"Public opinion on health reform remains dug in this month, with the public roughly divided on the new law and partisans holding opposite views, a pattern that has been in place since passage last March. Overall, 48 percent of Americans have an unfavorable opinion of the law and 43 percent hold favorable views."
"Three in ten say they want Congress to expand the law, not something high on the legislature’s agenda at the moment. And two in ten votel for the status quo – leaving the law to be implemented as enacted. On the other hand, four in ten want to see the law repealed – with half of those (19 percent) hoping to see it replaced with a “Republican‐ sponsored alternative” and the Republicans other half (20 percent) wanting no further action."
"Even as there are ongoing legislative discussions as to whether implementation of the law can be effectively stalled by funding cuts inserted into this year's budget process, most Americans (61%)...oppose using the budget process in this fashion."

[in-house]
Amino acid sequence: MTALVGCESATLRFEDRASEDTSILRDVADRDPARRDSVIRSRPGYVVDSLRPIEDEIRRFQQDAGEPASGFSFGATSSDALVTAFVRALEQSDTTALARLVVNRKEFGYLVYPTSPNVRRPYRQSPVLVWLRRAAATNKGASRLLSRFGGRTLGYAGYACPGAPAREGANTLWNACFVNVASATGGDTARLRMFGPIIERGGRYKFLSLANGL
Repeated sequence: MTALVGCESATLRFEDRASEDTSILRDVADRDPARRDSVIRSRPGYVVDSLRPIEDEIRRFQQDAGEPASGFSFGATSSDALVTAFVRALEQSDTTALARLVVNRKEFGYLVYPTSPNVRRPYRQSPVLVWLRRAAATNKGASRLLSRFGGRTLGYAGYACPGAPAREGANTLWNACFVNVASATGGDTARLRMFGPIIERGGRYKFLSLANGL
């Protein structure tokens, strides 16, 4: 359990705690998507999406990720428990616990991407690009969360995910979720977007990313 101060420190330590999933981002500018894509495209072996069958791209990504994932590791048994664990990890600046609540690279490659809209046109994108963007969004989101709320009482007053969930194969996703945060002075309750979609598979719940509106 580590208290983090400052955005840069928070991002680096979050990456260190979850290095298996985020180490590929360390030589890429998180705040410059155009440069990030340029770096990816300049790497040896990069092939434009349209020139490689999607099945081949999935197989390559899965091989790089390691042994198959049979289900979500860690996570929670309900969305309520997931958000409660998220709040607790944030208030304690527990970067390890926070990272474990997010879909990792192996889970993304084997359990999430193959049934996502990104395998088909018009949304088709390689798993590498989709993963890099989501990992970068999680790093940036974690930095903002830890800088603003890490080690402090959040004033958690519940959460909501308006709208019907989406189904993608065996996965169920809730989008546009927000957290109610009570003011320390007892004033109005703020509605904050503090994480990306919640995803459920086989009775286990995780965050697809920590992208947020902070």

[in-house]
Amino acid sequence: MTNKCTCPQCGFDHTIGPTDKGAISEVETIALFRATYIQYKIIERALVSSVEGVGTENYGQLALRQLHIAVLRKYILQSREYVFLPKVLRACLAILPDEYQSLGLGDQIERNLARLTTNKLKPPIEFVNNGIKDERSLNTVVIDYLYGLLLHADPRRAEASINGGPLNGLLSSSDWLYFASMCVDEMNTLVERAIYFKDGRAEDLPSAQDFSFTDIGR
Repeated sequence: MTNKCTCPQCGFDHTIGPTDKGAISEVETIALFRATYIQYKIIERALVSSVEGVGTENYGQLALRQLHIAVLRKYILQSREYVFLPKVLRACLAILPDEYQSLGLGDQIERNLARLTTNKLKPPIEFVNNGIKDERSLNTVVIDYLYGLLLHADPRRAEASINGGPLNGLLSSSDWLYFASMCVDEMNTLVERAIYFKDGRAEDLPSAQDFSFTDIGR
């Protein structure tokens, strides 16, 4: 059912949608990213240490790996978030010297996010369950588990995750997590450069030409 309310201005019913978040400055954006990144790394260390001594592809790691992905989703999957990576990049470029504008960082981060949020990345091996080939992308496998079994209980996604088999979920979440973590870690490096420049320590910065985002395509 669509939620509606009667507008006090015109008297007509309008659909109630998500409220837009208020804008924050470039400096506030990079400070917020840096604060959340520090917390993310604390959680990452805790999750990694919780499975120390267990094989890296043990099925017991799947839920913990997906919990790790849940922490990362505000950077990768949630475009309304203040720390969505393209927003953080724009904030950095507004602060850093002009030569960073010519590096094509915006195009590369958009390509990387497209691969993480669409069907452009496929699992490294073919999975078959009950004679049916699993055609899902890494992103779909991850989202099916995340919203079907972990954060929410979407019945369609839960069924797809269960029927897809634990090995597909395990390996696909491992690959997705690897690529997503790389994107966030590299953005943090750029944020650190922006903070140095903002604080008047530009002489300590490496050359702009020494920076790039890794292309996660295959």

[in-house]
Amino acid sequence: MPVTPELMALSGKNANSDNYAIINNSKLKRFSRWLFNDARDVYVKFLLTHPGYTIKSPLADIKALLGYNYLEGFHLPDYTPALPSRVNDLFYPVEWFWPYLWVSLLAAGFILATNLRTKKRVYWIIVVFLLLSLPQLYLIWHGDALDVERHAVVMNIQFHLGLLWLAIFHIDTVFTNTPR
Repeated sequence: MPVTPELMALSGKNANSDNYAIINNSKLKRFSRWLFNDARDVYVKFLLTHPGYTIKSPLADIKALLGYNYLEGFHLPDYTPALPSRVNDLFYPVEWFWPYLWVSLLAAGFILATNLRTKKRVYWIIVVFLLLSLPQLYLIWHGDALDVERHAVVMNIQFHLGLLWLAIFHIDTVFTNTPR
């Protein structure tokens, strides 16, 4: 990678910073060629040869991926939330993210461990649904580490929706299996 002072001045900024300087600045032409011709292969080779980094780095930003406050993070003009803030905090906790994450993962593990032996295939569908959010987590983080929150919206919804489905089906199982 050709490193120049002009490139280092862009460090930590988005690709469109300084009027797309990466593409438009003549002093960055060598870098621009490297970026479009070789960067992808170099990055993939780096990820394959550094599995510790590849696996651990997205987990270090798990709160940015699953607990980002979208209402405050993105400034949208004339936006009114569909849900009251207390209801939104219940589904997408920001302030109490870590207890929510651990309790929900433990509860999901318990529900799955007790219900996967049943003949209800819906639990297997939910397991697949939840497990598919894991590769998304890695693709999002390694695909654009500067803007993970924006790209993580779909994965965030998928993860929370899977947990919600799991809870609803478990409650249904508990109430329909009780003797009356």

"...while the public in general is divided over whether to keep or repeal the legislation, if they could pick and choose, the large majority (roughly eight in ten Americans) would keep the provisions providing tax credits to small business, and upwards of seven in ten would keep the provisions that close the Medicare doughnut hole, provide coverage subsidies to those of low and moderate income, institute the new voluntary long term care insurance program known as the CLASS Act, and prohibit insurance companies from denying coverage based on pre‐existing conditions. Even among those who want to repeal the law, most say they would like to keep five of the seven provisions queried. The one provision that the public remains happy to repeal: the individual mandate, which 67 percent would be happy to strip from the law, even as many experts say that without it the system may not work as intended."Click here to read the complete report.